There are two primary server types that many sites use to respond to HTTP security requests from a browser: Microsoft...
Internet Information Services (IIS) Manager and Nginx. Let's look at some examples of adding HTTP security headers for each server type.
Some companies, such as Adobe, run their websites on Apache servers. The Apache server is an old timer; it has been around since 1996. The Nginx server emerged in 2004 as an Apache alternative. They differ in four primary areas:
- Content type. Apache handles both static and dynamic content, while Nginx handles static content and passes dynamic requests to other software.
- Module system. Apache's module system enables the organization to dynamically load or unload modules while the server is running. In Nginx, modules are not dynamically loadable; they must be selected and compiled in the core software.
- Configuration files. With Nginx, there is no directory-level configuration file like Apache's .htaccess or IIS's web.config files. All configurations have to be done at the server level by an administrator, and WordPress cannot modify the configuration like it can with Apache or IIS.
- Syntax rules. The Apache and Nginx servers do not have the same syntax rules on adding HTTP security headers to the web server's files.
If any web server responds with the information to let the world know what software the server is running and what programming language it is using to power the software, this information must be removed or changed.
The following table lists HTTP security headers each with proper configurations for demonstration purposes:
Next, let's look at the HTTP security headers that can be added to the different server types.
Server type: Nginx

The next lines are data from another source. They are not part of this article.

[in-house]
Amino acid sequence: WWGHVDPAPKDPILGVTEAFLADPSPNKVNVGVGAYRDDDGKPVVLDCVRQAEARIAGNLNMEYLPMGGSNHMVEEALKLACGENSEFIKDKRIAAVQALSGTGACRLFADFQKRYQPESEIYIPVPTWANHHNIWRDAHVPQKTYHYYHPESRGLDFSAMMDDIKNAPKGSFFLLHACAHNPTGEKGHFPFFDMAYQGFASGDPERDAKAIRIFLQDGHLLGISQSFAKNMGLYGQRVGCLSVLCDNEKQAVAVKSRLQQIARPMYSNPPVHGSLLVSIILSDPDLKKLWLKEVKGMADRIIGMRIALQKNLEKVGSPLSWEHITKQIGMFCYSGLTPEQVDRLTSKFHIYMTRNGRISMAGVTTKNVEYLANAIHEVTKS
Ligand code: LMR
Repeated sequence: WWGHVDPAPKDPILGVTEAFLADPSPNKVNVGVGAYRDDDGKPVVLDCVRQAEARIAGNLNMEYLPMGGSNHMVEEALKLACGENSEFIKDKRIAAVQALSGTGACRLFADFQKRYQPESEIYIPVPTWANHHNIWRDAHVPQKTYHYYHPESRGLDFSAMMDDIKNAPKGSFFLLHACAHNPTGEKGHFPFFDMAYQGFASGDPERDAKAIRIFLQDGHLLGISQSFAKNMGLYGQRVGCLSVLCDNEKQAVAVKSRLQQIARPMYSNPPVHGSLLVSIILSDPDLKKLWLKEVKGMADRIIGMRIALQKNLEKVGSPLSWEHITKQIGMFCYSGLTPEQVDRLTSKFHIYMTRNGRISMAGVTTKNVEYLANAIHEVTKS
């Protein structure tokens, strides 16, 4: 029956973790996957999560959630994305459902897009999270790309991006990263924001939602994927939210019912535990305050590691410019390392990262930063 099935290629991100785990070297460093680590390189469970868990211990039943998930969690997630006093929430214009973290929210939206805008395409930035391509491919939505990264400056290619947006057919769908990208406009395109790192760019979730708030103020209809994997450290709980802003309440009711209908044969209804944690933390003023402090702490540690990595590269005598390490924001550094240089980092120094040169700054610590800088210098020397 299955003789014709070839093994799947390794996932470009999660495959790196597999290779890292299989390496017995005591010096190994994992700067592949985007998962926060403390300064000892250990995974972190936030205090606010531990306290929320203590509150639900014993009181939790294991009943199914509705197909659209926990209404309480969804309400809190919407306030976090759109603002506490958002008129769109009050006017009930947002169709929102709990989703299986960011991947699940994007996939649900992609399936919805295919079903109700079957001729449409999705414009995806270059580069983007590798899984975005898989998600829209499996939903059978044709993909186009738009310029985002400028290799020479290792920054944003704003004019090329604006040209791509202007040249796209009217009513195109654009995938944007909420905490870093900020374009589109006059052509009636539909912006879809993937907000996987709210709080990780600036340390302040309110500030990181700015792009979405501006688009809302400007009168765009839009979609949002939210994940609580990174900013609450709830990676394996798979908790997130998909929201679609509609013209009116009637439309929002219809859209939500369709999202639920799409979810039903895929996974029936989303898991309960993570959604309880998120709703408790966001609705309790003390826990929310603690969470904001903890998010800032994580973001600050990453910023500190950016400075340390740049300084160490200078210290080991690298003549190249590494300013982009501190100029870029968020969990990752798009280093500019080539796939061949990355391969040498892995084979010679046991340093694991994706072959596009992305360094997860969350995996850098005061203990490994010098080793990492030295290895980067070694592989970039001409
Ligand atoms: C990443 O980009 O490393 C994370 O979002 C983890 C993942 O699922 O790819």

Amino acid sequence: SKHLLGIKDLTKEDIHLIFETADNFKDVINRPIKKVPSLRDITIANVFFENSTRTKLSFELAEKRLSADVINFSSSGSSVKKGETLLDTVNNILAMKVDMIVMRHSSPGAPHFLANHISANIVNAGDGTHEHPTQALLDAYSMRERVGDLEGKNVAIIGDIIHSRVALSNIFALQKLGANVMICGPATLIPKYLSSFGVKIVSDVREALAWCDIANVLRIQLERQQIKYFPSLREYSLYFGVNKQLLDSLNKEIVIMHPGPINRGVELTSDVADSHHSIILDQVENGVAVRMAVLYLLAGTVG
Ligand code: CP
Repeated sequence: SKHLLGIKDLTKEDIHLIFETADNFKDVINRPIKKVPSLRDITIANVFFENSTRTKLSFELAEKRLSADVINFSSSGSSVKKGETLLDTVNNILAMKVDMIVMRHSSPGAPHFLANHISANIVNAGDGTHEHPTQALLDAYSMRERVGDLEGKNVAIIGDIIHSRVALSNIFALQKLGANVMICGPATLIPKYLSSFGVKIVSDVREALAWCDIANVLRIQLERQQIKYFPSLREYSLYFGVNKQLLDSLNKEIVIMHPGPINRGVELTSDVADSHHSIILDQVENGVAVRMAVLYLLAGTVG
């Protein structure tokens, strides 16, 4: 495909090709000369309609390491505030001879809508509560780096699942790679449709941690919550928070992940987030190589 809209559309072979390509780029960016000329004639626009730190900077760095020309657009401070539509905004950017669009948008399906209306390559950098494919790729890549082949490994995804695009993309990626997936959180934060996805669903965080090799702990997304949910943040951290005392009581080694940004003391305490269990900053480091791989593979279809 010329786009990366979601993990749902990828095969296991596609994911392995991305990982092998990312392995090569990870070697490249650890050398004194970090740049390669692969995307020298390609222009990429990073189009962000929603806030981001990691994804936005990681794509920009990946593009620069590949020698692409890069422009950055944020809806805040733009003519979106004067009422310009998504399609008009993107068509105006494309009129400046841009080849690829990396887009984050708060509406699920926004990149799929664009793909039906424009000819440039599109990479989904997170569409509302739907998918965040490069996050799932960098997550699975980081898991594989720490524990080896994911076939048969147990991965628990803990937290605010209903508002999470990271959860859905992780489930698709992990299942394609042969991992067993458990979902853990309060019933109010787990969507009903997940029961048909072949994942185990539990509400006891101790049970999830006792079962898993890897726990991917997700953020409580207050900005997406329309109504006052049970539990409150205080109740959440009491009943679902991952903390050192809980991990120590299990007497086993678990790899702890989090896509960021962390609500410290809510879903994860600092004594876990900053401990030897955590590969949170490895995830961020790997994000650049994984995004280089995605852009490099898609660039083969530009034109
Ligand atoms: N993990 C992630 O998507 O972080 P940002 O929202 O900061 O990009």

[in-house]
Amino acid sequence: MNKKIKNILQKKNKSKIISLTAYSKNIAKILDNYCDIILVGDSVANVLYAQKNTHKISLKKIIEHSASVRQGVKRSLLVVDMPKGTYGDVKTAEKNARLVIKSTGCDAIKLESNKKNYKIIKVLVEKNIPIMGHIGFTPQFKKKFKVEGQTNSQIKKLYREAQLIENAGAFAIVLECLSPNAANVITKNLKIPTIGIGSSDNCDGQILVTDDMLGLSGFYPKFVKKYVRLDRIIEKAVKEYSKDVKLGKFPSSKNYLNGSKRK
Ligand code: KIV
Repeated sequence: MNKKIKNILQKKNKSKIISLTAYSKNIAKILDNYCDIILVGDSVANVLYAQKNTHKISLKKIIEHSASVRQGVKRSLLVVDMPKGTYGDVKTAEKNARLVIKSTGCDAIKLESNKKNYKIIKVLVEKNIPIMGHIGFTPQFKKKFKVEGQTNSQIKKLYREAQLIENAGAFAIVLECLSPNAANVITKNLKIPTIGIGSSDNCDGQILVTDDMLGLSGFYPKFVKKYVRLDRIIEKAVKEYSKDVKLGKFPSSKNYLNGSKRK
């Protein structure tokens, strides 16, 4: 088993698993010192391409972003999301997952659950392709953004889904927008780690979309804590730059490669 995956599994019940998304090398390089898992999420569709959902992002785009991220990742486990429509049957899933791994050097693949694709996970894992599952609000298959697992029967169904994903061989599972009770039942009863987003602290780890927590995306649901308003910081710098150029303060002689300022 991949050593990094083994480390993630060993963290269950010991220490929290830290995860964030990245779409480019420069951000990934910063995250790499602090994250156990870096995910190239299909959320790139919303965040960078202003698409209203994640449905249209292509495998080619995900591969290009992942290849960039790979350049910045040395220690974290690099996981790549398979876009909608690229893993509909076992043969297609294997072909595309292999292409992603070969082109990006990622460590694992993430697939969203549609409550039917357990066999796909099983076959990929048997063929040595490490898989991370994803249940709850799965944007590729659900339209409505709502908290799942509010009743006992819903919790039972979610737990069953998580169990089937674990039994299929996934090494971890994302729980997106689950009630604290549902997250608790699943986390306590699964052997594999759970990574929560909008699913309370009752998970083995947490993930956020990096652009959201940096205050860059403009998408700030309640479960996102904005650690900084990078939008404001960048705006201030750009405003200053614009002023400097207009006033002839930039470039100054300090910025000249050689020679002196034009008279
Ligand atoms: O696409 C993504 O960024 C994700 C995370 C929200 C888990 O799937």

The syntax for adding response headers begins with add-header, followed by an HTTP response header and value(s) and ends with always;. For example:
add_header X-Xss-Protection "1; mode=block" always;
add_header X-Content-Type-Options "nosniff" always;
All values are enclosed within two quotes.
Server type: Apache
The syntax begins with Header always set, followed by a response header type and value(s). The syntax doesn't end with a punctuation mark.
Header always set X-Xss-Protection "1; mode=block"
Header always set X-Content-Type-Options "nosniff"
Server type: Microsoft IIS
This Windows server's user interface takes a visual approach to configuring HTTP responses that are added to the responses from the web server.
A window of the IIS Manager starts with three panes. In the Connections pane on the left, go to the site to which you want to add custom HTTP headers. On the Home page, look for HTTP Response Headers, and then double-click it.
In the Actions pane, click Add... to display the Add Custom HTTP Response Header dialog box. The entries for the name and the value are empty.
Enter a custom header named X-XSS-Protection whose value is 1; mode=block and then click OK.
The custom header is added to the list in the Features View of the Home pane. To add more custom headers, click Add... and repeat the process.
If the value(s) need to be changed, click on a custom header in the Features View, and then choose Edit... in the Actions pane. This brings up the Edit Custom HTTP Response Header dialog box where you can edit the header name and value.
Alternatively, a system administrator with proper credentials can add, edit and remove the custom headers in the configuration file with a text editor or Visual Studio Code. It is easier to handle with the text editor than entering the appcmd.exe command in two long lines in the command prompt window.
These examples show different ways HTTP security headers can be added to harden a server. The type of server depends on the organization's size, security strategy, technical skills and budget. An organization must ensure it is not giving attackers an advantage by advertising the software on which its servers are running.
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